Arriving in Hagedera from Garissa was like flying from the pan into the fire. We caused a sudden population explosion in the villages. We had to survive on limited supplies in a place sanitation and water were distant dreams.

Conflicts at the water points and communal water wells were frequent and vicious. Cattle encroachments created tension with the blame for the rising livestock diseases directed at us.

In 1967, 1968 and 1969, we waited for news on the security situation since the government introduced villagisation in 1967. We returned home on receiving news that security had been restored.

Looking back, I sense a force that buoyed our optimism as children. We were able to defy being defined by the closure of schools, pilfering, arson and Islamisation dogma of the Shifta.

“Shurie, keep learning ... don’t just follow other boys or be caught up in activities you find out there,” said my mother so often as she handed me food or a cup of black tea at the fireside.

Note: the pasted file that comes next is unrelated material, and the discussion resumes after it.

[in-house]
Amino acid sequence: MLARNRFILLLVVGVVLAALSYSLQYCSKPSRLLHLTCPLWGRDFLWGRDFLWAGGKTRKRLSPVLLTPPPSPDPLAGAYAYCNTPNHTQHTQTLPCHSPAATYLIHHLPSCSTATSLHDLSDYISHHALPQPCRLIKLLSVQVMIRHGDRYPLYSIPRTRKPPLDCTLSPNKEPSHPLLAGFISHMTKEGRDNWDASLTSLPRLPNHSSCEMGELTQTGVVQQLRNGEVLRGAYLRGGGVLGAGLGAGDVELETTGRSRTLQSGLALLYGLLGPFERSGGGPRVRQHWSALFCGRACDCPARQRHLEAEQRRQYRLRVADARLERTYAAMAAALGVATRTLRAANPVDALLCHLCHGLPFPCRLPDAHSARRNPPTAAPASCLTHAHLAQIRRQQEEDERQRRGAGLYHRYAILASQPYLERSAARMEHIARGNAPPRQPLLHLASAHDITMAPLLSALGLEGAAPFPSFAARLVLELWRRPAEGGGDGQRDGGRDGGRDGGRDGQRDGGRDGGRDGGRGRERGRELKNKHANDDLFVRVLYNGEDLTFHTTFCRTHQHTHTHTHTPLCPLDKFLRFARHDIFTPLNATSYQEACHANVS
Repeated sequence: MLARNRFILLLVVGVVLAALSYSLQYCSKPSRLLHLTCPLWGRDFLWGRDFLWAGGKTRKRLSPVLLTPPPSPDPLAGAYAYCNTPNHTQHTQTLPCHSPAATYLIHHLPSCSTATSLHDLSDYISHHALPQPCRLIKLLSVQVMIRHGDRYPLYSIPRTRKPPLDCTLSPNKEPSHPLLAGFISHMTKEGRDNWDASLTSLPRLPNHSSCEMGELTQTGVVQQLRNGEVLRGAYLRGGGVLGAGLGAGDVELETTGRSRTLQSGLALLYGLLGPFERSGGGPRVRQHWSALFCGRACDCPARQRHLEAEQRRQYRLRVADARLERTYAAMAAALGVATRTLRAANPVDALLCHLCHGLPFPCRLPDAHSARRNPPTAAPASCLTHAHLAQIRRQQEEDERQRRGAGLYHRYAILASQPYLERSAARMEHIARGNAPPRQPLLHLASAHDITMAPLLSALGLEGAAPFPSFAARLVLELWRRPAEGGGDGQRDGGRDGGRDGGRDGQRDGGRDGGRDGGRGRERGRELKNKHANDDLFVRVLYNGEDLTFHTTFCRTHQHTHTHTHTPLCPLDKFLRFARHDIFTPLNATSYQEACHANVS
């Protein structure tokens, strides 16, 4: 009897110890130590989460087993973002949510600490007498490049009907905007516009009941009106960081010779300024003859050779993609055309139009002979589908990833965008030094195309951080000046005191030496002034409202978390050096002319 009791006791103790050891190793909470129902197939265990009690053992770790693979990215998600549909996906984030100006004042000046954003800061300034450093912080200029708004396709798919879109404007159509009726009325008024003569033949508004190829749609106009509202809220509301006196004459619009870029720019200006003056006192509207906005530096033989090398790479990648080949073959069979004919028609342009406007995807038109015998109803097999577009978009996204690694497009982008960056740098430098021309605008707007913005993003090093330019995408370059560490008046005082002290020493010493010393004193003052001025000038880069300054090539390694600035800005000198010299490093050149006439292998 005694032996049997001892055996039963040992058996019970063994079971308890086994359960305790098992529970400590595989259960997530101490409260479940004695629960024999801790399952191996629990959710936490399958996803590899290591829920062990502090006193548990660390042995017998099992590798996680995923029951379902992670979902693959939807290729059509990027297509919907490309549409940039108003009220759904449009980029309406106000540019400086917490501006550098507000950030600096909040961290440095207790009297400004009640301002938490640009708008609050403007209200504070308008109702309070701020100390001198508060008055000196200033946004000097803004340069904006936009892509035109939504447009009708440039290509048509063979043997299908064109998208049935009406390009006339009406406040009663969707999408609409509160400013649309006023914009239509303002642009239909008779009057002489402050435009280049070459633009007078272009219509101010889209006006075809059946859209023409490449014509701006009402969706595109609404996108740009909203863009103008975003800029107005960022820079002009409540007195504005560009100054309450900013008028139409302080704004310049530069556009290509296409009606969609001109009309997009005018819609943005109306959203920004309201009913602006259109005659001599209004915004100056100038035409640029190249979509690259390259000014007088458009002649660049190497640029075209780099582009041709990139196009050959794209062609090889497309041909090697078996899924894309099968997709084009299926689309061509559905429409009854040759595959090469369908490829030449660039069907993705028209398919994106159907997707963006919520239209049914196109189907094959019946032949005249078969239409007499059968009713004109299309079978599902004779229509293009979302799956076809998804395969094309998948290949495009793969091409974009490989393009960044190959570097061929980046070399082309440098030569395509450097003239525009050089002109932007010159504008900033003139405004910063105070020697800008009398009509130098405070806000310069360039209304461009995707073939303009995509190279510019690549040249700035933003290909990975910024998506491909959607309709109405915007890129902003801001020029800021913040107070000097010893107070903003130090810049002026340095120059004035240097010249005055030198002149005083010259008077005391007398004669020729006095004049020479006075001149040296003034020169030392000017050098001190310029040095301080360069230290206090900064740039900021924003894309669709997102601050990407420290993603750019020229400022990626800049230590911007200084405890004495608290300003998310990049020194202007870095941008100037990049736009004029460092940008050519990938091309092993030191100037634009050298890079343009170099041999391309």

I believe it kept my dream alive. But it must have been the case with many mothers who, despite living under the area claimed by the Shifta Caliphate, empowered their children to transcend the secessionist ideology.

I hope that when the story of the war is told, it will not miss to examine the role of mothers in holding families together after many men were killed or joined the Shifta.

Their force for good in that critical turn in the history of Kenya worked behind the scenes to de-escalate tension, fear and violence. And this is part of the story of the making of Kenya.

Tomorrow in the Daily Nation: Leading a risky mission in Somalia to rescue kidnapped Teacher Judy and recapturing a Kenyan village from al-Shabaab terrorists.